Lead is a natural element (number 82 on the Periodic Table) that is extremely toxic to humans. It is a potent neurotoxin that can also build up in bones and soft tissue over time.
It appears to be soft and easy to scratch, but lead is actually a very dense heavy metal. Because of its strength, lead is used in manufacturing shielding, projectiles (like bullets and fishing sinkers), weights, and various parts of construction and electronics. Lead was once used—but is now banned—to make paint, make-up, toys, gasoline, and plumbing.
Lead usually makes its way into our drinking water through the corrosion of lead pipes and plumbing. Since 1998, the Safe Drinking Water Act prohibits anyone from using pipe or plumbing that isn’t considered “lead-free”. Unfortunately, even “lead-free” pipes may contain up to 8% lead. This also doesn’t account for any lead pipes made before 1998 that have yet to be replaced.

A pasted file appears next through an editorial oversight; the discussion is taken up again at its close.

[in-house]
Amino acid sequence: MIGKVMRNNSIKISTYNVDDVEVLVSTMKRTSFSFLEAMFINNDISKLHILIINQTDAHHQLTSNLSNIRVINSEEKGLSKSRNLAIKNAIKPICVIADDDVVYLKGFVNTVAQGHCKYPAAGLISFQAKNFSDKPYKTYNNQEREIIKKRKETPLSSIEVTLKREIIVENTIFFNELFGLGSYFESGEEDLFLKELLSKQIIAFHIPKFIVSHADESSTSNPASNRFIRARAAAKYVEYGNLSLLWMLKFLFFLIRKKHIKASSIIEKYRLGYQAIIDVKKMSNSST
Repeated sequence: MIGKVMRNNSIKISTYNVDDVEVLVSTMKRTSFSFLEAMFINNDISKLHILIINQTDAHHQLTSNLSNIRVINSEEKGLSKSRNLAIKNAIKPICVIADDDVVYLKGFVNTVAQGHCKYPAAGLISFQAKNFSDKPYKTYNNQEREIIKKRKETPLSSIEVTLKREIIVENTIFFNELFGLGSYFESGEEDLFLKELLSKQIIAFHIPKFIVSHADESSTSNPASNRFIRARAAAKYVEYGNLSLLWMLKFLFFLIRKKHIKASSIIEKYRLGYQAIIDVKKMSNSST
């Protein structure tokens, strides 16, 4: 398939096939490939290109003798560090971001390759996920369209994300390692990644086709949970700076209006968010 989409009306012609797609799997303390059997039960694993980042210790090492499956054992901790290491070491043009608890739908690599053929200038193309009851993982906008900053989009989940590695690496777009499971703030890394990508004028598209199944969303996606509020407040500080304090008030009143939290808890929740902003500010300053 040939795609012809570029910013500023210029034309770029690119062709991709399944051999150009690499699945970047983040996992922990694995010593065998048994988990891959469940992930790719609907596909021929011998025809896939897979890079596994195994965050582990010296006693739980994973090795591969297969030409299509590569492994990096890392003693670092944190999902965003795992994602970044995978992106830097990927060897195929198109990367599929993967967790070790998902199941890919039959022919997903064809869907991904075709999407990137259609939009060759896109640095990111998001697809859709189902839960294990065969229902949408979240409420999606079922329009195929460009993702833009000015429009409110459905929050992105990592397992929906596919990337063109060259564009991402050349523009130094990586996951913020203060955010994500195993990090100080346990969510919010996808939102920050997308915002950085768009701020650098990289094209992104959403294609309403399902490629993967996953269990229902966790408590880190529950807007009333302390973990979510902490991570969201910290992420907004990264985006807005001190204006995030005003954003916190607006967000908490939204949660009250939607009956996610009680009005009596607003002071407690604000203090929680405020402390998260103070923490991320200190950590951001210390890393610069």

Exposure to lead can cause severe damage to the kidneys, central nervous system, brain, reproductive system, and cardiovascular system. For infants and small children, lead can affect both physical and mental development, resulting in learning disorders, behavioral problems, and a delay in female puberty. In pregnant women, lead can disrupt proper fetal development.
Symptoms of lead poisoning include headaches, confusion, nausea, abdominal or chest pain, insomnia, and irritability. In humans, lead poisoning can also cause a bluish line to appear along the gums, known as “Burtons’ Line”. In extreme cases, it can cause seizures, coma, and death.
If you have frequent leaks in your plumbing, stained dishes & laundry, or rust-colored water coming from your faucet, these could be signs of lead corrosion in your pipes.
To test the possible presence of lead in your home’s drinking water, you can use the WaterSafe Home Drinking Water Test for Lead. Or, you can kill eight birds with one stone by using the WaterSafe All-In-One Home Drinking Water Test Kit.
Refrigerator water filters that remove lead include: